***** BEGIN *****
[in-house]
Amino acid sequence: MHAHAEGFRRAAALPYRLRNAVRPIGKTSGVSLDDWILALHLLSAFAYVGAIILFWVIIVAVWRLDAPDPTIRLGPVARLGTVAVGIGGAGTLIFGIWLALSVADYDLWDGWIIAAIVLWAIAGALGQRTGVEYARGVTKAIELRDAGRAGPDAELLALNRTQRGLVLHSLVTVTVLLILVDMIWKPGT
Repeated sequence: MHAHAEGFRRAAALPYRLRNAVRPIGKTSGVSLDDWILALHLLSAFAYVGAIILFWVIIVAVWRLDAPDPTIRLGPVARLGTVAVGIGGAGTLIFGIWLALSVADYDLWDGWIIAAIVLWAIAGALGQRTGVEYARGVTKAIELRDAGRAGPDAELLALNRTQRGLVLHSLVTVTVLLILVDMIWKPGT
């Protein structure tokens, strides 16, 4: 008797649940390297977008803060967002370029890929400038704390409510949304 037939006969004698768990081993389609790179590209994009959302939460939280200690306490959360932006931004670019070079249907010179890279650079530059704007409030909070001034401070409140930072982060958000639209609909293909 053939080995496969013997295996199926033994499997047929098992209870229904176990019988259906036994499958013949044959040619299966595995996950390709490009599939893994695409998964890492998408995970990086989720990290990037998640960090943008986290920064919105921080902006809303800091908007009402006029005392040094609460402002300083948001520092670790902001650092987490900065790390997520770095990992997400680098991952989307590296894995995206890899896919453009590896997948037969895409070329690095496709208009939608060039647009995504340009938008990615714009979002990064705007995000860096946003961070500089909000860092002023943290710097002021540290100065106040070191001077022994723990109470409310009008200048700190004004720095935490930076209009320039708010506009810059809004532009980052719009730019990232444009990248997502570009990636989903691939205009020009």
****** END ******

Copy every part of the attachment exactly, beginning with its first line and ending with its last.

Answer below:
[in-house]
Amino acid sequence: MHAHAEGFRRAAALPYRLRNAVRPIGKTSGVSLDDWILALHLLSAFAYVGAIILFWVIIVAVWRLDAPDPTIRLGPVARLGTVAVGIGGAGTLIFGIWLALSVADYDLWDGWIIAAIVLWAIAGALGQRTGVEYARGVTKAIELRDAGRAGPDAELLALNRTQRGLVLHSLVTVTVLLILVDMIWKPGT
Repeated sequence: MHAHAEGFRRAAALPYRLRNAVRPIGKTSGVSLDDWILALHLLSAFAYVGAIILFWVIIVAVWRLDAPDPTIRLGPVARLGTVAVGIGGAGTLIFGIWLALSVADYDLWDGWIIAAIVLWAIAGALGQRTGVEYARGVTKAIELRDAGRAGPDAELLALNRTQRGLVLHSLVTVTVLLILVDMIWKPGT
């Protein structure tokens, strides 16, 4: 008797649940390297977008803060967002370029890929400038704390409510949304 037939006969004698768990081993389609790179590209994009959302939460939280200690306490959360932006931004670019070079249907010179890279650079530059704007409030909070001034401070409140930072982060958000639209609909293909 053939080995496969013997295996199926033994499997047929098992209870229904176990019988259906036994499958013949044959040619299966595995996950390709490009599939893994695409998964890492998408995970990086989720990290990037998640960090943008986290920064919105921080902006809303800091908007009402006029005392040094609460402002300083948001520092670790902001650092987490900065790390997520770095990992997400680098991952989307590296894995995206890899896919453009590896997948037969895409070329690095496709208009939608060039647009995504340009938008990615714009979002990064705007995000860096946003961070500089909000860092002023943290710097002021540290100065106040070191001077022994723990109470409310009008200048700190004004720095935490930076209009320039708010506009810059809004532009980052719009730019990232444009990248997502570009990636989903691939205009020009």